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Russian Journal of Genetics

, Volume 54, Issue 10, pp 1245–1253 | Cite as

Demographic and Genetic Portraits of the Ulchi Population

  • E. V. BalanovskaEmail author
  • Y. V. Bogunov
  • E. N. Kamenshikova
  • O. A. Balaganskaya
  • A. T. Agdzhoyan
  • A. A. Bogunova
  • R. A. Skhalyakho
  • I. E. Alborova
  • M. K. Zhabagin
  • S. M. Koshel
  • D. M. Daragan
  • E. B. Borisova
  • A. A. Galakhova
  • O. V. Maltceva
  • Kh. Kh. Mustafin
  • N. K. Yankovsky
  • O. P. Balanovsky
HUMAN GENETICS
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Abstract

The demographic parameters and Y-chromosomal variation in the Ulchi population, an indigenous ethnic group of Khabarovsk krai, were studied. The demographic portrait was compiled using the data from the books of rural household accounting (7521 records, including 1562 on Ulchi). The structure of the gene pool was characterized for 45 SNP markers of the Y chromosome: 52 DNA samples were analyzed. The total number of Ulchi in the period between the censuses of 1926–2002 showed stable growth (723–2913 individuals) and slightly decreased by 2010 (2765 individuals). The study revealed an imbalance in the sex ratio (SR = 1 : 1.7) and the age structure close to the stationary type and providing a simple type of reproduction of the Ulchi. Analysis of the marital structure demonstrated a high rate of assimilation of the Ulchi by the Russian-speaking population dominant in all places of their compact settlement. Analysis for the SNP markers of the Y chromosomes (23 haplogroups were found) revealed a strong similarity of the Ulchi to the populations of the Amur River region and Okhotsk coast and a relative proximity to the Central Asian populations as given by haplogroup C. Genotyping of five new SNP markers within haplogroup C and 17 STR markers provided a correct phylogenetic analysis of haplogroup C in the Ulchi and neighboring peoples. It did not confirm the powerful gene drift in the Ulchi, which one might expect owing to their low effective size, likely because the Ulchi population was subdivided and thus managed to retain its diversity. However, this analysis revealed traces of intense interaction of the Ulchi with the peoples of the Far East and Central Asia over the past one to three thousand years. Therefore, the results of a recent study of the similarity of the ancient genomes of Primorye with the Ulchi indicate not the uniqueness of the Ulchi but the fact that this ancient gene pool was preserved in a vast milieu of populations of the Far East interlaced with gene flows both with each other and with populations of Central Asia.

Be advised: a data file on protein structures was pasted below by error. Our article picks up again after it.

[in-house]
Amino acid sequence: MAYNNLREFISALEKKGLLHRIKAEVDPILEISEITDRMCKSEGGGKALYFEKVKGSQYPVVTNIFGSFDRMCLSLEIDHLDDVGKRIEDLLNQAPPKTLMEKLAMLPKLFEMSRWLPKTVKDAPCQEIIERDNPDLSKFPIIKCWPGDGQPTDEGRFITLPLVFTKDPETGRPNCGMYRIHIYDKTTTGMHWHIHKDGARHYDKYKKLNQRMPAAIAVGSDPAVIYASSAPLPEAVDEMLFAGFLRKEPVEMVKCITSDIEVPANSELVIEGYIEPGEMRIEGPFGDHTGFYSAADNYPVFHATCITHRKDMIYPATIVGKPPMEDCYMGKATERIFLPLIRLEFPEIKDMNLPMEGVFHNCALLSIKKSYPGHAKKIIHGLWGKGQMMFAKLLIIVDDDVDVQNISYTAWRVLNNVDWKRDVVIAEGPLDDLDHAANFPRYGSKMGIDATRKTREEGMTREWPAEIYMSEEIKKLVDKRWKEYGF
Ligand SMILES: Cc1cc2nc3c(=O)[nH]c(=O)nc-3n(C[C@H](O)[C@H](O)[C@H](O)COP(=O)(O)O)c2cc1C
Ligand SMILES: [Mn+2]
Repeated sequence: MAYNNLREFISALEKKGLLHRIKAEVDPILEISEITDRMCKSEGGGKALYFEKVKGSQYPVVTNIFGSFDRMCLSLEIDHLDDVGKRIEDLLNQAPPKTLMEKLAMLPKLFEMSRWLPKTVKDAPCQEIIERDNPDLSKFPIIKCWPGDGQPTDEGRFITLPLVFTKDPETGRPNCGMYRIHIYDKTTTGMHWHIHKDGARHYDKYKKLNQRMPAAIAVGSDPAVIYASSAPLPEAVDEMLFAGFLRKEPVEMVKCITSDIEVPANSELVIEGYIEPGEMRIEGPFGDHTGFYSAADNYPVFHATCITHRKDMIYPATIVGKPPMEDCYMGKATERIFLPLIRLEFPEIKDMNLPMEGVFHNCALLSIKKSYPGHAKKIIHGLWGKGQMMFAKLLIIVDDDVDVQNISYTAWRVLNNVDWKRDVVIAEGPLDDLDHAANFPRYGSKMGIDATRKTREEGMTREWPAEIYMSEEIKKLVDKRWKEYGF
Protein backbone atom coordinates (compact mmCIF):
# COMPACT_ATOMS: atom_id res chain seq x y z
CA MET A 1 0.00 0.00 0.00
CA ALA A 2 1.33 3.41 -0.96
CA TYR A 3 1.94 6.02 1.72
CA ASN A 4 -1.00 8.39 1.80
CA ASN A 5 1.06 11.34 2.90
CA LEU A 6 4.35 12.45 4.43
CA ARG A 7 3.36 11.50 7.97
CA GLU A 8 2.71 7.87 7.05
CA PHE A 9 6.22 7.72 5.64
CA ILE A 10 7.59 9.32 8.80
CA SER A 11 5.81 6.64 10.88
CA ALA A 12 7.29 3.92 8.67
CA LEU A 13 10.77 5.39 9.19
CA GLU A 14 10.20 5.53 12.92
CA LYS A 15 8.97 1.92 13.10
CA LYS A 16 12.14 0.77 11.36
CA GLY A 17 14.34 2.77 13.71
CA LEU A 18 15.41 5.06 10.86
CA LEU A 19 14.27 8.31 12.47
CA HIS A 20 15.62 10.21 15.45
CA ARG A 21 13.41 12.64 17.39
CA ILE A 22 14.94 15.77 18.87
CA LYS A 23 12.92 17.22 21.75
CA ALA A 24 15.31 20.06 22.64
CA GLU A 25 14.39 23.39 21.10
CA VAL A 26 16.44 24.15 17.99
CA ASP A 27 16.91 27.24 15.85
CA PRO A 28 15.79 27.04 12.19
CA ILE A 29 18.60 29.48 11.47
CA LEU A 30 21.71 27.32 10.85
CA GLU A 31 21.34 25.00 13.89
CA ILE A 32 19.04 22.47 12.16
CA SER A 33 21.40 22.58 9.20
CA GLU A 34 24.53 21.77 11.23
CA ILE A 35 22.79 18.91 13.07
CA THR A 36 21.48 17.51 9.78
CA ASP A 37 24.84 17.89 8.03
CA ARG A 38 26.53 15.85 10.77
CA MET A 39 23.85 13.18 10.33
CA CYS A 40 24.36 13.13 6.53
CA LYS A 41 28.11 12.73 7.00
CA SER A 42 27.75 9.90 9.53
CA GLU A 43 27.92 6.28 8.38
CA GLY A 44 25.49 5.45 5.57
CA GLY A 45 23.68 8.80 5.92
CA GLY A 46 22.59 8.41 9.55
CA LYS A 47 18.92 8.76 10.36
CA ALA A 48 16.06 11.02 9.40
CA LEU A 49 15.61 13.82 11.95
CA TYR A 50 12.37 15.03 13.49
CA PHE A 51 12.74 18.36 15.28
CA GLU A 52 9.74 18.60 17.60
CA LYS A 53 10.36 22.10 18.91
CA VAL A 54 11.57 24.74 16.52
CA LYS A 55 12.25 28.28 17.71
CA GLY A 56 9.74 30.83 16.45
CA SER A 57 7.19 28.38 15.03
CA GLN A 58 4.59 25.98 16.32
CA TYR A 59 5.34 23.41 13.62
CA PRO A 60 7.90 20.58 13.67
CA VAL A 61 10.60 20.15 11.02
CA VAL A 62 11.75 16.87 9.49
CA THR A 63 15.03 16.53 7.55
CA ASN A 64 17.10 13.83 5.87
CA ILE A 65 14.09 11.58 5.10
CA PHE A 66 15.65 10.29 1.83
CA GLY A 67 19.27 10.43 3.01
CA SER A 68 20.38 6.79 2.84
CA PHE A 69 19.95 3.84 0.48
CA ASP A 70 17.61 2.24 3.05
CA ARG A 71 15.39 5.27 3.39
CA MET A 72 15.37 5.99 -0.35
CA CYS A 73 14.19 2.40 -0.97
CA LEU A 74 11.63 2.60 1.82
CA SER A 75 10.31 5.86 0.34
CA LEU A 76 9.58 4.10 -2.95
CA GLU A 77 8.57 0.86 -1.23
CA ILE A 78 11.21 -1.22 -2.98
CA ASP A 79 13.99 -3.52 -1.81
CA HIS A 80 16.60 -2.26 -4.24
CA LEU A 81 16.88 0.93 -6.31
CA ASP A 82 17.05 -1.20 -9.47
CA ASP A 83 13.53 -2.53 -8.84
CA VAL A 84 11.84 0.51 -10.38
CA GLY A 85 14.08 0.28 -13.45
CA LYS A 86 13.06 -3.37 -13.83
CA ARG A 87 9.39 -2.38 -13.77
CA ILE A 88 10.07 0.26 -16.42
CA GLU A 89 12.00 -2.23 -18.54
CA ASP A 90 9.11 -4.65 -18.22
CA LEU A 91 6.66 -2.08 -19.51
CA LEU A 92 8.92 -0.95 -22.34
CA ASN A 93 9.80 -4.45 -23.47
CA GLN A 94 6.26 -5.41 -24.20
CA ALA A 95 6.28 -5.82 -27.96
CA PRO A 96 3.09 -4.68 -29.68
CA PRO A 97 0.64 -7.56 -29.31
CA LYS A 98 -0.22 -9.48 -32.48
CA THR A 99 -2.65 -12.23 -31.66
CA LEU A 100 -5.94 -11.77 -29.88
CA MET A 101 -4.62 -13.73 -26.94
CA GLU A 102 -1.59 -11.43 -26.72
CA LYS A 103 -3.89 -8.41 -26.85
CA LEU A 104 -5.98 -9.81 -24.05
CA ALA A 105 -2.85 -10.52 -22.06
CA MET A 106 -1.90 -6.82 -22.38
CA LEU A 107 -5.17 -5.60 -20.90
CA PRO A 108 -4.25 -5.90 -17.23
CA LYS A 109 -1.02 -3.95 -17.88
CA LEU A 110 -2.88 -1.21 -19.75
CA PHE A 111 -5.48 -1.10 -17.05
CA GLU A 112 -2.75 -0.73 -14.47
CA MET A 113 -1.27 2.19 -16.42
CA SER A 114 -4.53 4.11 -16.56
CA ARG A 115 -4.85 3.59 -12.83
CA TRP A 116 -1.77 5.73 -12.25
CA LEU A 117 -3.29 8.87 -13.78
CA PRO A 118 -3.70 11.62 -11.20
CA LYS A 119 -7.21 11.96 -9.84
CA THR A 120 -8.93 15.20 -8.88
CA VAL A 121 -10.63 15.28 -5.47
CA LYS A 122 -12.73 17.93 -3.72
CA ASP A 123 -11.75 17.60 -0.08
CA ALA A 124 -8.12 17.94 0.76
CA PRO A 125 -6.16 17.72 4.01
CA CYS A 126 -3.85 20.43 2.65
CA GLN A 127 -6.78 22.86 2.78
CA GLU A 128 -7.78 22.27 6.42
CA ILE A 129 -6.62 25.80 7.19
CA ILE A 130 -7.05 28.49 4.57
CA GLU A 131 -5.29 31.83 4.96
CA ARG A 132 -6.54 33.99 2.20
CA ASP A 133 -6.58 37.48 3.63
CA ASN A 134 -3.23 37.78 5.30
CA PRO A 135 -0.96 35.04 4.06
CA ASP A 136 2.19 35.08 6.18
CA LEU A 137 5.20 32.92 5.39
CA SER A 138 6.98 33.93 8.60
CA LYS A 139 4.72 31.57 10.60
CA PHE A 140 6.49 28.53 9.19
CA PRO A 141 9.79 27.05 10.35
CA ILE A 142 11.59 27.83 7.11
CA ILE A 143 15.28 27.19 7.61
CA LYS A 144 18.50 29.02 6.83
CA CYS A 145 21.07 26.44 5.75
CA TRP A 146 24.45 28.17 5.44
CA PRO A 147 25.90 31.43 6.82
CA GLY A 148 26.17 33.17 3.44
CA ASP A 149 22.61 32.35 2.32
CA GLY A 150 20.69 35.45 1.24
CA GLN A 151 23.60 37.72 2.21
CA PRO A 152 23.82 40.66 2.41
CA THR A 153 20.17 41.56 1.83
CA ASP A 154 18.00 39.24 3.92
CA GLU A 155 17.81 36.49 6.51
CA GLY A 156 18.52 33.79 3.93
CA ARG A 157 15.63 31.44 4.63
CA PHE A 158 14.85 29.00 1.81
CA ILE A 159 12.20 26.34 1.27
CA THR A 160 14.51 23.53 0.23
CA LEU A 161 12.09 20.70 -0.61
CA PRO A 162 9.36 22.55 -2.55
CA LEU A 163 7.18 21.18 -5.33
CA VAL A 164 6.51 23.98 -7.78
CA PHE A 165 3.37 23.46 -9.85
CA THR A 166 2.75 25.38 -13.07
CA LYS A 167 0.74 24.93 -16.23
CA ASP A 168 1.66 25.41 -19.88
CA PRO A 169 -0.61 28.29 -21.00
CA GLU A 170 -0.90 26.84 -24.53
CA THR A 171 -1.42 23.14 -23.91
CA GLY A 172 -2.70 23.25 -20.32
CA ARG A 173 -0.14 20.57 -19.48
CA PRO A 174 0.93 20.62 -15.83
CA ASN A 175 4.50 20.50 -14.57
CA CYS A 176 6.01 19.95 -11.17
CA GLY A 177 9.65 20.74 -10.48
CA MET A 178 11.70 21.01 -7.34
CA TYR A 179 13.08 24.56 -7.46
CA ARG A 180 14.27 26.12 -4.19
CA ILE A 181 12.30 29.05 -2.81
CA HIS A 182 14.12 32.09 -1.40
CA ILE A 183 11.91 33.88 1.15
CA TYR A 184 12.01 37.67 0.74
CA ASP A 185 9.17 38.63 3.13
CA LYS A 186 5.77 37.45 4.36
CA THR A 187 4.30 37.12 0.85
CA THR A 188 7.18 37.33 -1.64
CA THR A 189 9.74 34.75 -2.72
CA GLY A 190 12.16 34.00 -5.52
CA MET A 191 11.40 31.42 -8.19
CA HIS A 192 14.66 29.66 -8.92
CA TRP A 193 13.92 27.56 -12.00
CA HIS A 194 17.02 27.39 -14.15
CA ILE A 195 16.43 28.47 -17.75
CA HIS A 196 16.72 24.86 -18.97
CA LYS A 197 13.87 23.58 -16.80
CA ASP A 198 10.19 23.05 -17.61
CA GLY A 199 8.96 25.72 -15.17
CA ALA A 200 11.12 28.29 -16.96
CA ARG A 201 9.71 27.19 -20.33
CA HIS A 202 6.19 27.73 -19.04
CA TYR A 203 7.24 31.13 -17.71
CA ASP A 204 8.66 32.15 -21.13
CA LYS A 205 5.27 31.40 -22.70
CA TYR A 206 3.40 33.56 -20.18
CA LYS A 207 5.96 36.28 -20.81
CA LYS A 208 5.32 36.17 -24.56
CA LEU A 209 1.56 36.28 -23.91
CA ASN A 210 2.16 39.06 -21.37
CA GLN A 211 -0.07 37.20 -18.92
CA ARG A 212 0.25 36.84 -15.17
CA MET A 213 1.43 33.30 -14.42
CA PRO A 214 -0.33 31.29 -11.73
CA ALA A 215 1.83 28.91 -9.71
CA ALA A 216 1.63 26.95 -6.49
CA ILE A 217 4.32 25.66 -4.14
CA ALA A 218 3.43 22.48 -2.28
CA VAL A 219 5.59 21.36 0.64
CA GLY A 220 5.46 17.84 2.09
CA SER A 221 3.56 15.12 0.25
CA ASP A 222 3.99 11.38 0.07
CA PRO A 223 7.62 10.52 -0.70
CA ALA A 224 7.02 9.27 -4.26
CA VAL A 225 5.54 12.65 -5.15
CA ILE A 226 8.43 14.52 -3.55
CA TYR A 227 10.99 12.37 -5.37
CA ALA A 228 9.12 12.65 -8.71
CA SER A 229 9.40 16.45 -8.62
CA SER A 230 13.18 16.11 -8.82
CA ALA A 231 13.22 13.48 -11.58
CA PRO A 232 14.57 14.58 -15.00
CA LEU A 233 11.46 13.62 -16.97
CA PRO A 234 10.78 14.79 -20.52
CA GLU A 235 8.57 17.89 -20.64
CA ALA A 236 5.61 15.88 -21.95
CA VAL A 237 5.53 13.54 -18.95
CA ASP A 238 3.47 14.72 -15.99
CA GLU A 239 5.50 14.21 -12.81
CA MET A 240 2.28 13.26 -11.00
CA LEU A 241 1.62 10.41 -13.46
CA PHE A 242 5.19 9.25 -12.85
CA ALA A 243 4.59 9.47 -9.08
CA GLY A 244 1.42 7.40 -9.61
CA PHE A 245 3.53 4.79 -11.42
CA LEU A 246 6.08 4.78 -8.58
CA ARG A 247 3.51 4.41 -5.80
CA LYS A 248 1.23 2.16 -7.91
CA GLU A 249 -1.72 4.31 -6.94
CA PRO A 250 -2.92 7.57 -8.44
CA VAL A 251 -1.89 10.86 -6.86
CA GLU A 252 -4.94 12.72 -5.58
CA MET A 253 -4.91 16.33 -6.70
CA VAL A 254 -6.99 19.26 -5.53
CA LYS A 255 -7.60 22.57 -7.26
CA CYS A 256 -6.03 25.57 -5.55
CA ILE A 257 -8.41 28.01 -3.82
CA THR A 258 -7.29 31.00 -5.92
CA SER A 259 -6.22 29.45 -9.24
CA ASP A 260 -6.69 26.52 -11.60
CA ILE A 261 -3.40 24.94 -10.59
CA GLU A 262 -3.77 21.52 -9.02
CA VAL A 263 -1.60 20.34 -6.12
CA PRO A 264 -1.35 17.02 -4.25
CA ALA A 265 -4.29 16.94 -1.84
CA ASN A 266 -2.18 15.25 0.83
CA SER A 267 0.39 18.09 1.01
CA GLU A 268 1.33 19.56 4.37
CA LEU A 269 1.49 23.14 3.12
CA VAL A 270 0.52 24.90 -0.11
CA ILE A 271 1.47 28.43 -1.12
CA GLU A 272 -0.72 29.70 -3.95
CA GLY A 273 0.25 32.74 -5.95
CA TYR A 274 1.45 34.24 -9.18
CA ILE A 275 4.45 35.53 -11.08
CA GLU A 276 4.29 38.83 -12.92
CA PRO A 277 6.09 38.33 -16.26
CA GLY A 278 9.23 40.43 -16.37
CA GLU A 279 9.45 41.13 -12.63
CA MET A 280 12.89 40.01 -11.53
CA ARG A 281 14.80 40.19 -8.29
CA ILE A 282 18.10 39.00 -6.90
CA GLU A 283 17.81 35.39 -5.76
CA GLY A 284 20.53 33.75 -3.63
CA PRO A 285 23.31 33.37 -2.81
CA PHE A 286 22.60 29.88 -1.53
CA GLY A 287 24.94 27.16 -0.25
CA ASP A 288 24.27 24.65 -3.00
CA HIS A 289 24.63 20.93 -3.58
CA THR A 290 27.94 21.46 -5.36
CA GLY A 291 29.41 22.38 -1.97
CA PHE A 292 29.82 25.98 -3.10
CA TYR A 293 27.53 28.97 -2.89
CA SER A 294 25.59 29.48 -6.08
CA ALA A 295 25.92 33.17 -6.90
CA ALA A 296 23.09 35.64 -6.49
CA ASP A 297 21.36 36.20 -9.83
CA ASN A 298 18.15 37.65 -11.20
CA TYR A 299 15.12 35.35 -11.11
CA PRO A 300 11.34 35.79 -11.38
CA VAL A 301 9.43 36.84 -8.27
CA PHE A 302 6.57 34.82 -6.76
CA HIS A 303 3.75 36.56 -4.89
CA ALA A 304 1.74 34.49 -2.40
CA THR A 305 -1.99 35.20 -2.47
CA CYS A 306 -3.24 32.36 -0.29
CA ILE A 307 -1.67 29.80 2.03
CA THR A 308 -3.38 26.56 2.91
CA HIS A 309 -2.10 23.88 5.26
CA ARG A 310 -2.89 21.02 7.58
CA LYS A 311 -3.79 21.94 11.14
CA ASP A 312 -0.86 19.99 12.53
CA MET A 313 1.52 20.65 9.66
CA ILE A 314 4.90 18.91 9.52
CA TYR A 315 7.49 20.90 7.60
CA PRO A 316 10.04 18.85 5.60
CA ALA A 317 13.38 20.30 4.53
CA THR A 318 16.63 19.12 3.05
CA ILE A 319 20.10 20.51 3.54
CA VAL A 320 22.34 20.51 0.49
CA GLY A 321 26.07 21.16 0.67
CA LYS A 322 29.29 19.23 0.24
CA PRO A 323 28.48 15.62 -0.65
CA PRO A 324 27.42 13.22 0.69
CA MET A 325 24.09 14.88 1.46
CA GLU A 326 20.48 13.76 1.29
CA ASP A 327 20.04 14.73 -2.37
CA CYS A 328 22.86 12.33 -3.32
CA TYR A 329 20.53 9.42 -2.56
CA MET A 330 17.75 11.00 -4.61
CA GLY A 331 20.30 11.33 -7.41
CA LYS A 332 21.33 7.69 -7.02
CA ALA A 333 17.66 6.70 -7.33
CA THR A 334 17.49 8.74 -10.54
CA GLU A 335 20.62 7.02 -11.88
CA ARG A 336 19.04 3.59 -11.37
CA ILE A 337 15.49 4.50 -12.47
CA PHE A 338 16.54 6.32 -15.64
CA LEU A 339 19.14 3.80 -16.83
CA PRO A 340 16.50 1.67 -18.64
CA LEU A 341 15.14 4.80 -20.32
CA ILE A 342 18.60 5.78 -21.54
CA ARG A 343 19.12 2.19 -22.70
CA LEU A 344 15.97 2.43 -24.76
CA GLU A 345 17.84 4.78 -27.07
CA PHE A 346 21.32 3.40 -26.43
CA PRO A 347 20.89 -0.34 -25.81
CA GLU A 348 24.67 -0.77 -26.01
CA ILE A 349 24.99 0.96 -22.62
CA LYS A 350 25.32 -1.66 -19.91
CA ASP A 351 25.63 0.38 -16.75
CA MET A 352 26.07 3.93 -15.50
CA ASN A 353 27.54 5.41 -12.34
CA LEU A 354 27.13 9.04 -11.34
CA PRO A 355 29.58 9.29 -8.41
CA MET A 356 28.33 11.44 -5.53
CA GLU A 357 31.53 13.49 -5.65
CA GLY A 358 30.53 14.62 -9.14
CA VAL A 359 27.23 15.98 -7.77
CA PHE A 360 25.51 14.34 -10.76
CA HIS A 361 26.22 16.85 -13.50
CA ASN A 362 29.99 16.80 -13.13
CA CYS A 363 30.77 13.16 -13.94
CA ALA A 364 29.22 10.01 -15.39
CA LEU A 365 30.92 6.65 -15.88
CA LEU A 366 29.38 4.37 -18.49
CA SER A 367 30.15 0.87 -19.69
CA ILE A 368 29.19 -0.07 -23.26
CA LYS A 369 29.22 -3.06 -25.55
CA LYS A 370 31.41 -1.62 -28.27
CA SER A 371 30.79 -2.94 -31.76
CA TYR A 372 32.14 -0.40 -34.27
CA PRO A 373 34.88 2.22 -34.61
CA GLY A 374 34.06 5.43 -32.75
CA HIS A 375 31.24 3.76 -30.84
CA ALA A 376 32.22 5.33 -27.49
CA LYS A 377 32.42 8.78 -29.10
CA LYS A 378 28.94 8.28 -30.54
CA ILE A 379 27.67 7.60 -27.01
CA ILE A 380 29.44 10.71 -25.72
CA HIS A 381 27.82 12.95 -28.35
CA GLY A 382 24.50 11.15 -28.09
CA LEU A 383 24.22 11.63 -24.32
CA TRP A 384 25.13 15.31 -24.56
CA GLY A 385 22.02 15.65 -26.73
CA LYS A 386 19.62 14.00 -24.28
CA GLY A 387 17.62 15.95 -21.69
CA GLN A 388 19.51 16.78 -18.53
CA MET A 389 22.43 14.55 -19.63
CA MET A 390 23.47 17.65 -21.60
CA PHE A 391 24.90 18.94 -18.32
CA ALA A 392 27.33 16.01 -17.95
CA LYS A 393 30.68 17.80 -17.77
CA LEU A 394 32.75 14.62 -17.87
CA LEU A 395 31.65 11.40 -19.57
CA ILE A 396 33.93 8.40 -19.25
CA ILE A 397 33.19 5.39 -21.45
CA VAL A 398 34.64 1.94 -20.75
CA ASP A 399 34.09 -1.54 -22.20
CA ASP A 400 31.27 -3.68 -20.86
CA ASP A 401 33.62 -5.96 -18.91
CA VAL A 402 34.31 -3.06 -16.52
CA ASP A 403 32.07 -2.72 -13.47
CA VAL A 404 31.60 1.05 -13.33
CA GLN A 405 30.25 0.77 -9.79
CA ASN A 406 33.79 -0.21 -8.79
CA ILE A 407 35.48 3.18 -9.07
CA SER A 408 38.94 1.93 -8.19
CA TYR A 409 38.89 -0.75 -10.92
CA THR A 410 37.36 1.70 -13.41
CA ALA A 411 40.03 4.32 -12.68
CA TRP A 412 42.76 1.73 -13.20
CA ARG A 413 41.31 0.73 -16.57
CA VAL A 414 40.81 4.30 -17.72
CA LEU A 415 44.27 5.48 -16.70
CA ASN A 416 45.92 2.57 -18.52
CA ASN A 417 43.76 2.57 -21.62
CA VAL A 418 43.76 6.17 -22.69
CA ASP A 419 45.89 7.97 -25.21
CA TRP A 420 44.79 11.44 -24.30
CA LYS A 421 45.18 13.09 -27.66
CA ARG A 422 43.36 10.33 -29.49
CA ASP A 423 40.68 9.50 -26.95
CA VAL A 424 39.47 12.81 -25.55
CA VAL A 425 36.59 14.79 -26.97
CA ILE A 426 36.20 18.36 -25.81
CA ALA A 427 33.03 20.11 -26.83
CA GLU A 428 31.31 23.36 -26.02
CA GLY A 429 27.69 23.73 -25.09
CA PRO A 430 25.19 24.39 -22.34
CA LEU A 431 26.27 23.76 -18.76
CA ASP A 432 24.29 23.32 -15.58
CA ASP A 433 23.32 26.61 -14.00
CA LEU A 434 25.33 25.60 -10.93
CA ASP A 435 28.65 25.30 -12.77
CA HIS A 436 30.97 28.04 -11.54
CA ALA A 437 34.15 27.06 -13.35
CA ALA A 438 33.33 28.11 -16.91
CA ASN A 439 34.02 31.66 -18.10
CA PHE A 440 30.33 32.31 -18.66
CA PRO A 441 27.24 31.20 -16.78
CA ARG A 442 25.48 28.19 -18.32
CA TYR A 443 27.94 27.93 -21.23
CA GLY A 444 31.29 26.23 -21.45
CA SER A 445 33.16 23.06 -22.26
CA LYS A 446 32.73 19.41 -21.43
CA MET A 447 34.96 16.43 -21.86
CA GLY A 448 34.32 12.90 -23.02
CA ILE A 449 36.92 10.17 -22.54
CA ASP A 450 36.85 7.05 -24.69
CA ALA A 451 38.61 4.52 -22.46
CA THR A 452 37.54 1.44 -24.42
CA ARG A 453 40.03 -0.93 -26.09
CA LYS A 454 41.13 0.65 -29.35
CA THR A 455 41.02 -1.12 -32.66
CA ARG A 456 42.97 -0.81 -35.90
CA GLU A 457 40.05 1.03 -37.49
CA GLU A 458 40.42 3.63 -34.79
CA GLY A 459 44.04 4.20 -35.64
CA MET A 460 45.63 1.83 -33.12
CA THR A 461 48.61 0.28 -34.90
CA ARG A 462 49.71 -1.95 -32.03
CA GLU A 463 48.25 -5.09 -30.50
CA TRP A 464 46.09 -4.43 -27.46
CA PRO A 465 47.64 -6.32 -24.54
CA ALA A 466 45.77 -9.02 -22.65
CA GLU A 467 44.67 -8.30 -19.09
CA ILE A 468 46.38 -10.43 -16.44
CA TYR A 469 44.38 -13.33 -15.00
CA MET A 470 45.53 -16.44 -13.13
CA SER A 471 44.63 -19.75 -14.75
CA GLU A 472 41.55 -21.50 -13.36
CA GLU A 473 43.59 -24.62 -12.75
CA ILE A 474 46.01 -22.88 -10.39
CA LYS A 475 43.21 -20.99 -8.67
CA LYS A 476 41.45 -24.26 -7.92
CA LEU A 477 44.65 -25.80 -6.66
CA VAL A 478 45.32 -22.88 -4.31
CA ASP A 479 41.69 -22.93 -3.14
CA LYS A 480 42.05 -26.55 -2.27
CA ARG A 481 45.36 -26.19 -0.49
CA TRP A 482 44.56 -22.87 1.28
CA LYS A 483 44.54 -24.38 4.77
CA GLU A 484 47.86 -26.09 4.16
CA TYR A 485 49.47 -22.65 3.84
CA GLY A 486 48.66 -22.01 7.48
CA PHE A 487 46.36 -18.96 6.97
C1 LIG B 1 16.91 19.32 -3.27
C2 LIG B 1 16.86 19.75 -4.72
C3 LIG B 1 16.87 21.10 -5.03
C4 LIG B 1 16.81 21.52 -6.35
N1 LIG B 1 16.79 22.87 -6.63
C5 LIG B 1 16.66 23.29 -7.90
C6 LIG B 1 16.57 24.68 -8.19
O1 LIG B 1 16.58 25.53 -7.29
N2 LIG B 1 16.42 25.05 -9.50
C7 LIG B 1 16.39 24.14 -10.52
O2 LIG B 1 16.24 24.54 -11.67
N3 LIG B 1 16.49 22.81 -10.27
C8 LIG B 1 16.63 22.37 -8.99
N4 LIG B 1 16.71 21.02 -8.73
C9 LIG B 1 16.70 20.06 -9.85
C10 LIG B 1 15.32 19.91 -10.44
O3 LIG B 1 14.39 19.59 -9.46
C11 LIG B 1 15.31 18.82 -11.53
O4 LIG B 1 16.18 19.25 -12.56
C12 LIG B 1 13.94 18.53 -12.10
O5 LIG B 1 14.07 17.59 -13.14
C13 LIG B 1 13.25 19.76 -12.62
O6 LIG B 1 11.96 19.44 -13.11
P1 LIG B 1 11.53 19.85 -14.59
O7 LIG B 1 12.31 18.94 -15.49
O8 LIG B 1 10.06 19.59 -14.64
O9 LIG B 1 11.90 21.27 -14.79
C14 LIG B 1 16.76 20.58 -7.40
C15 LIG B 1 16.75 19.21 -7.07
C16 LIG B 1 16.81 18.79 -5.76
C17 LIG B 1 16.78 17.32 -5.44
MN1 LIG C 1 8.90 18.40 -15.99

Keywords:

Ulchi population demography sex structure age structure gene pool genogeography indigenous peoples Far East Y chromosome SNP STR markers 

Notes

ACKNOWLEDGMENTS

We thank the Administration of the Ulchi Municipal District of Khabarovsk krai and the Ministry of Health of Khabarovsk krai for organizational support of the expedition survey of the Ulchi.

This study was carried out with the financial support of the Russian Science Foundation (project no. 17-14-01345) regarding genotyping of the main panel of SNP markers, genotyping of STR markers, and statistical data analysis. Genotyping of the additional panel of haplogroup C markers was carried out as part of the financing of the Laboratory of Historical Genetics of the Moscow Institute of Physics and Technology. The cartographic analysis was carried out within the framework of the Russian Foundation for Basic Research, project 17-06-00472. Part of the research was carried out within the framework of the State Task of the Federal Agency for Scientific Organizations of Russia for the Research Centre for Medical Genetics and within the framework of the State Task of the Federal Agency for Scientific Organizations of Russia for the Institute of General Genetics of the Russian Academy of Sciences (topic AAAA-A16-116111610171-1).

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Copyright information

© Pleiades Publishing, Inc. 2018

Authors and Affiliations

  • E. V. Balanovska
    • 1
    Email author
  • Y. V. Bogunov
    • 1
    • 2
  • E. N. Kamenshikova
    • 3
  • O. A. Balaganskaya
    • 2
  • A. T. Agdzhoyan
    • 1
    • 2
  • A. A. Bogunova
    • 1
  • R. A. Skhalyakho
    • 1
    • 2
  • I. E. Alborova
    • 4
  • M. K. Zhabagin
    • 5
  • S. M. Koshel
    • 6
  • D. M. Daragan
    • 1
    • 2
  • E. B. Borisova
    • 2
  • A. A. Galakhova
    • 2
  • O. V. Maltceva
    • 7
  • Kh. Kh. Mustafin
    • 4
  • N. K. Yankovsky
    • 2
    • 8
  • O. P. Balanovsky
    • 1
    • 2
  1. 1.Research Centre for Medical GeneticsMoscowRussia
  2. 2.Vavilov Institute of General Genetics, Russian Academy of ScienceMoscowRussia
  3. 3.Department of Pedagogics and Professional Education, Amur State University of Humanities and PedagogyKomsomolsk-on-AmurRussia
  4. 4.Moscow Institute of Physics and TechnologyDolgoprudnyRussia
  5. 5.National Center for Biotechnology, Nazarbayev UniversityAstanaKazakhstan
  6. 6.Department of Cartography, Moscow State UniversityMoscowRussia
  7. 7.Institute of Archeology and Ethnography, Siberian Branch, Russian Academy of SciencesNovosibirskRussia
  8. 8.Department of Genetics, Moscow State UniversityMoscowRussia

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